The Sweet and Laidback American Bobtail

American Bobtail is a fairish to large cat, with conspicuous natural bobtails. It is an athletic breed, typically well-muscled, and sporting a strong look. This breed has many dog-like tendencies, a hunting gaze, combined with their built, provides them with a wild feline appearance. However, this is seemingly just a facade, as the American Bobtail is a genuine domestic cat at heart. It is docile, sweet, affectionate, playful yet not highly active, making it an ideal type for many home types.

Origin of the American Bobtail

American Bobtail’s unique, shortened tail is a result of natural selection and genetic mutation, which they need to survive feral environments. Felines with bobtails have been present throughout history. However, the breed is only a recent natural breed. It was only in the 1960s when American Bobtail cats were recognized by the various cat associations.

John and Brenda Sanders took a vacation in Arizona when they spotted a bobtail cat and had it mate with their female cat when they went back home in Iowa, producing sweet litters with distinct shortened tails. Soon enough, the breeders have bred their cats with strong, muscular bodies, and wild appearance, but gentle temperaments resulting in the majority of the American Bobtail cats. Along the way, more cats have been incorporated in the breeding process, resulting in various variants of the breeds, such as the mid-haired and long-haired cats.

Physical Characteristics of the American Bobtail

Length:14 to 16 inches

Weight: 12 to 16 pounds (Male), 7 to 11 pounds (Female)

Life Expectancy: 13 to 15 years

Coat Color: White, blue, blue, cream, red, lavender, chocolate, fawn, cinnamon with different shadings and patterns

Type of Coat: Short, Medium, Long

Eye Color: Gold, yellow, copper, green, blue

American Bobtail cats are stocky, fairish to large furballs, with strong bone structures and sturdy muscles. Their broad chest, which is subtly arched backwards, providing them with their wild cat or Lynx appearance. The forelegs are slightly shorter than the hind-legs, while paws tend to be round and large, with hair tufts occurring between the toes, perfect for winter and snow. The head is wedge-shaped, with a prominent chin, and a wide muzzle with large whisker pads. Meanwhile, the eyes are big, almond-sized. The ears are average-sized, located quite low on their skull. Brows to the nose appear to have a concave structure. However, the most conspicuous feature of these cats is their short tail, wherein they got their name. It is covered with thick, fuzzy fur, and is always suggestive of the emotions of its owner.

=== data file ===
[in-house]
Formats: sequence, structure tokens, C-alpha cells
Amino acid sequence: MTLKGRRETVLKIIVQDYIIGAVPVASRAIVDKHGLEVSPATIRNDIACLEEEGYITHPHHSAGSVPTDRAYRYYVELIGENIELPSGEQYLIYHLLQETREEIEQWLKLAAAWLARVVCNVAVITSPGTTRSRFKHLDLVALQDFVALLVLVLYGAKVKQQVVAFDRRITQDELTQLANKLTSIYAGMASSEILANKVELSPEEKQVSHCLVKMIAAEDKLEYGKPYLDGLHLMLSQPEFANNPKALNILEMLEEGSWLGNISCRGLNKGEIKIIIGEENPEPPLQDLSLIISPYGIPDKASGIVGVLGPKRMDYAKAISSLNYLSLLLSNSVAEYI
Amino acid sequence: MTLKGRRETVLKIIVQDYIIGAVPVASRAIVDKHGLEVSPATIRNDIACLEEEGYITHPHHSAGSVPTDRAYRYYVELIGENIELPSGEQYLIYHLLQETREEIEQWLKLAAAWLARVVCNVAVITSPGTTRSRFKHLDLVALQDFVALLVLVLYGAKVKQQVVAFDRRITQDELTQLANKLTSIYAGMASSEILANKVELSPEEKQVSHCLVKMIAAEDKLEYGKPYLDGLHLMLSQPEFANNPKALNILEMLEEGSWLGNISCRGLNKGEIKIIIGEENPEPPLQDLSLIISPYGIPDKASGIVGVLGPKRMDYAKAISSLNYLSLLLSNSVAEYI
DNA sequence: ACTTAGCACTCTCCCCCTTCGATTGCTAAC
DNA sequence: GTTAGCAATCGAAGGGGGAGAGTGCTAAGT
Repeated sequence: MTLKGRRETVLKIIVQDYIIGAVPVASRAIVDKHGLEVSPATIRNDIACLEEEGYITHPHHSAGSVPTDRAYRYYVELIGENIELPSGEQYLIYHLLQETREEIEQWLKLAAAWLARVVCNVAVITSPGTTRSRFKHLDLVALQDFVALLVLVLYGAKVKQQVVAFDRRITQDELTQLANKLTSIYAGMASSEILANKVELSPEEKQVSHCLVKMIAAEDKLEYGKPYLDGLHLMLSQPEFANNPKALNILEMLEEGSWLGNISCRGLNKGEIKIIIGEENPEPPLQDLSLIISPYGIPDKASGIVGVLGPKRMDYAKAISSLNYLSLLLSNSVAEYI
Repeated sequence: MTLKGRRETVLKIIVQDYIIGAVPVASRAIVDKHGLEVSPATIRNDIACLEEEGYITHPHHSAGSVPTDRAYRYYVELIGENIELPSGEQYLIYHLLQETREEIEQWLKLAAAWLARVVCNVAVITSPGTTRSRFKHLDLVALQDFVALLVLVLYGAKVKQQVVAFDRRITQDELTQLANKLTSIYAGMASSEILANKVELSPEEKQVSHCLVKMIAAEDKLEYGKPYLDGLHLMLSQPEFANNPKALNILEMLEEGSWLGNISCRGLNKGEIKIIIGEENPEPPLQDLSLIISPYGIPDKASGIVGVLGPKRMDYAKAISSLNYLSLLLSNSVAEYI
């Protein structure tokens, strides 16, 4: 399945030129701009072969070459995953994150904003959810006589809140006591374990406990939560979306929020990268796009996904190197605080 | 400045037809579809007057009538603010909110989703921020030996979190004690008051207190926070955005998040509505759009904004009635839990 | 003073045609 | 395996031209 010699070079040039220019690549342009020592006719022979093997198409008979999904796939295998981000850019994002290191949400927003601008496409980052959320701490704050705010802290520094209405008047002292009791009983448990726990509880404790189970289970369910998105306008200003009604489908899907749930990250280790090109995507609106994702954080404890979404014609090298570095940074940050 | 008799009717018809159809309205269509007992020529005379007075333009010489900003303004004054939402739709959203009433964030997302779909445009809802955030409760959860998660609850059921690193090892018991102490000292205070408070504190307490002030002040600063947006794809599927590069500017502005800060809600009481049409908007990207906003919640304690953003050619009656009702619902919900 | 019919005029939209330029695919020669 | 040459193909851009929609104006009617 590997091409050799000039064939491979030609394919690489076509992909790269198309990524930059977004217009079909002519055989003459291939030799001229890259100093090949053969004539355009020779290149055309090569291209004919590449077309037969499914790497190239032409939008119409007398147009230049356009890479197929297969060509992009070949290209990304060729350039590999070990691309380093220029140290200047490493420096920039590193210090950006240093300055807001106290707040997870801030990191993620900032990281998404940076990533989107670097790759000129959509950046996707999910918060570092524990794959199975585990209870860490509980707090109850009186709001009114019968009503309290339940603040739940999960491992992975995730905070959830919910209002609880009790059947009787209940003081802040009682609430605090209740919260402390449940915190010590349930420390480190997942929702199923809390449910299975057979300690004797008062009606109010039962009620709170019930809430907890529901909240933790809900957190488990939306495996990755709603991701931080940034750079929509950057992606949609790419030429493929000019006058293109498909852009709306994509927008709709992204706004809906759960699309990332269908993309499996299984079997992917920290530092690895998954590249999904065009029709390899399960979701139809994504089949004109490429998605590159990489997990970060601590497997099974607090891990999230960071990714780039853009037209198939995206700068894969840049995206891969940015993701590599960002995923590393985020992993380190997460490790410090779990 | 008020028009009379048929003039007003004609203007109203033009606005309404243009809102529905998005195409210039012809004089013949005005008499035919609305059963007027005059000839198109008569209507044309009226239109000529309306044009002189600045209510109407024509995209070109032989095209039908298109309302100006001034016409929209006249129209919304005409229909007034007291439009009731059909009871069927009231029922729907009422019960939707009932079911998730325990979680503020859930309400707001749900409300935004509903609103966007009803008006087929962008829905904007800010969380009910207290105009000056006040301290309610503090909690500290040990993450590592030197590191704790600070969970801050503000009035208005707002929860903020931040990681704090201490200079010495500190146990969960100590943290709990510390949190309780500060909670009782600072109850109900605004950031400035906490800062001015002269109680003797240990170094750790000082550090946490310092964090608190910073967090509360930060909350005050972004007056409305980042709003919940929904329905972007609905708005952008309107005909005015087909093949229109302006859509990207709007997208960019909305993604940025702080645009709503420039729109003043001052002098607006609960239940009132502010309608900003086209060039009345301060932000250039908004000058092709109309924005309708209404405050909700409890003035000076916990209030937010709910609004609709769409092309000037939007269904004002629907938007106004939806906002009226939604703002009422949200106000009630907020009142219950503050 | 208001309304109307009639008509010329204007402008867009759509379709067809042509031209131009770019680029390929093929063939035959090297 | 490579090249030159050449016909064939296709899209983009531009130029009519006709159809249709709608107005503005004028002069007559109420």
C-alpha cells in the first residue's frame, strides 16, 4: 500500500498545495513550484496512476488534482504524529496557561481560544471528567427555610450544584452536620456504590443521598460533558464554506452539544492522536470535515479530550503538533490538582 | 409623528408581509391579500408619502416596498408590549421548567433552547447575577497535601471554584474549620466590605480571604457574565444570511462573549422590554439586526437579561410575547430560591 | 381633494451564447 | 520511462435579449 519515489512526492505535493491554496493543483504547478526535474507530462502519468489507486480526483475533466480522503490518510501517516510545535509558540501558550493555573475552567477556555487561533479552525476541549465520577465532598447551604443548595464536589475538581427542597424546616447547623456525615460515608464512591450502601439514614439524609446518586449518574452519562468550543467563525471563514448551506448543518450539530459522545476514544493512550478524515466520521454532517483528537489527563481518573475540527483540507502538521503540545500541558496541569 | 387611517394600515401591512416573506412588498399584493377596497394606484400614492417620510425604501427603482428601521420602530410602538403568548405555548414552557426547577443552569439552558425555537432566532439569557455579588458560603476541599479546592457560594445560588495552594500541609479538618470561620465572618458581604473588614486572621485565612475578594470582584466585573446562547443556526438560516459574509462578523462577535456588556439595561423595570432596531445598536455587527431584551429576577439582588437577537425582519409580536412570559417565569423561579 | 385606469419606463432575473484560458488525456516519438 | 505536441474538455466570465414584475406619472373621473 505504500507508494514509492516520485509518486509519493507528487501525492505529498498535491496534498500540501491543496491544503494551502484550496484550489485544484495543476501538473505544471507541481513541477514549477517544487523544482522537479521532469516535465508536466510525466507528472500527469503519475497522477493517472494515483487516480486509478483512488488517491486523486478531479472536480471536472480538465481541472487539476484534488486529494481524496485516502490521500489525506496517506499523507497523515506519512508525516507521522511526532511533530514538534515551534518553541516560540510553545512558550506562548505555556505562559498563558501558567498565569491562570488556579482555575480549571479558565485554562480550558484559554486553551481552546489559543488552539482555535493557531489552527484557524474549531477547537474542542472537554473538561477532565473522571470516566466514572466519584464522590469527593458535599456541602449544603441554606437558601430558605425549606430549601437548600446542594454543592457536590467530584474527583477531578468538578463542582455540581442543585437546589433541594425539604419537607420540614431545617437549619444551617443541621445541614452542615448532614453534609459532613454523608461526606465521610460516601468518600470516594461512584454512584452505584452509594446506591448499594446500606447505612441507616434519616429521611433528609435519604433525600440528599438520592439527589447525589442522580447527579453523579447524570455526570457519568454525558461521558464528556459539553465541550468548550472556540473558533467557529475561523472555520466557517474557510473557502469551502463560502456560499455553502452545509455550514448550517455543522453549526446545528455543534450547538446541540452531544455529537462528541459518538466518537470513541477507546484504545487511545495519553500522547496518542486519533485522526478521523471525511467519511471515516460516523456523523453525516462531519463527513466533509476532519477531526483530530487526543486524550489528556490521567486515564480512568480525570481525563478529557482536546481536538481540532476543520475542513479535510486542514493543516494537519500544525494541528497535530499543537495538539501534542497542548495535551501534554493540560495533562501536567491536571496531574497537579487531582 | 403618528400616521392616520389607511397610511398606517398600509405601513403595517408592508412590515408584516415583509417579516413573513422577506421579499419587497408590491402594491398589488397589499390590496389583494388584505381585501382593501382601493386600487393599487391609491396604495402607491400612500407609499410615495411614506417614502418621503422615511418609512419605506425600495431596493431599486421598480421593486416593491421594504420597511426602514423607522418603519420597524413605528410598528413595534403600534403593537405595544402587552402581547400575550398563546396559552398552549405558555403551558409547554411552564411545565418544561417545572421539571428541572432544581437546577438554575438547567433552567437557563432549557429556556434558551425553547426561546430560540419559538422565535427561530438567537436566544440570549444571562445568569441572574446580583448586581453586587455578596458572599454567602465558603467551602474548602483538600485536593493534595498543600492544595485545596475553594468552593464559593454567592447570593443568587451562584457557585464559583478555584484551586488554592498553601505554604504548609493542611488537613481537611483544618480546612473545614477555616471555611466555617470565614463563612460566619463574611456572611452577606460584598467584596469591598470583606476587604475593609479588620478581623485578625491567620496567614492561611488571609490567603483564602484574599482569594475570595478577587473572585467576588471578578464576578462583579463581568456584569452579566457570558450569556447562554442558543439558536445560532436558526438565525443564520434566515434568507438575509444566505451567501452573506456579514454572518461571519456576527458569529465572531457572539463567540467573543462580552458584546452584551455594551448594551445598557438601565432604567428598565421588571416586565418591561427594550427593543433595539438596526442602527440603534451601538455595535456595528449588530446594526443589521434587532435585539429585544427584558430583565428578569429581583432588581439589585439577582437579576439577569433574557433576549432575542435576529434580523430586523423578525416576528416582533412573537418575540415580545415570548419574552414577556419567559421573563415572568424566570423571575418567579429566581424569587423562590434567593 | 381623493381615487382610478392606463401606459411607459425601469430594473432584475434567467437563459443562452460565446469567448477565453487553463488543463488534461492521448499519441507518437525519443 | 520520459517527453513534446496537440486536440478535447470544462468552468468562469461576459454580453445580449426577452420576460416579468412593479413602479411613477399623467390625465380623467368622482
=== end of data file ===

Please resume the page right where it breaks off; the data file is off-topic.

American Bobtail Personality

While they have a wild feline look, American Bobtail cats have a docile temperament. They are sweet, affectionate, and intelligent, making them a relatively popular breed. Highly adaptable, it is easy for them to bond with their owners, and to adjust to many types of home environments. They may demand attention, by sitting on laps, or by meowing.

These cats are fun-loving, and playful, blessed with natural abilities and smarts to escape fastened doors and close rooms. They are energetic, but not hyperactive. When visitors come to the house, they are rather curious rather than shy, boasting an outgoing attitude and will never hide under beds. If introduced properly, they get along with other cats and cat-friendly pets.

Caring for the American Bobtail

American Bobtail cats are a low-maintenance cat breed. Brushing them once or twice a week is sufficient to remove dander, debris, and dead skin cells and keep their coat healthy. However, they may shed a little more during spring and fall, which may require frequent grooming during the said times. Bathing them is rarely necessary.

As with other cats, good dental hygiene is essential to avoid periodontal diseases. Brushing their teeth daily is the best option, but once a week would suffice to keep them healthy. Plaque-controlling treats may aid in promoting their dental health, but should only be used as a supplement option, and must never be the sole method of their dental cleaning.

Nail trimming must be done every few weeks, or when necessary. Neatly trimmed nails will help to keep their paws healthy but must still be examined for any injury or infection.

Meanwhile, use a soft, damp cloth to wipe the eyes’ corners should there be any discharge, but use different areas of cloth to avoid spreading any possible infections. For the eats, weekly cleaning is sufficient. Utilize cotton balls or cotton pads in removing any dirt or debris, moistened with warm water and apple cider vinegar mixture. Never use cotton swabs as they are prone in damaging the ears’ delicate interior structure.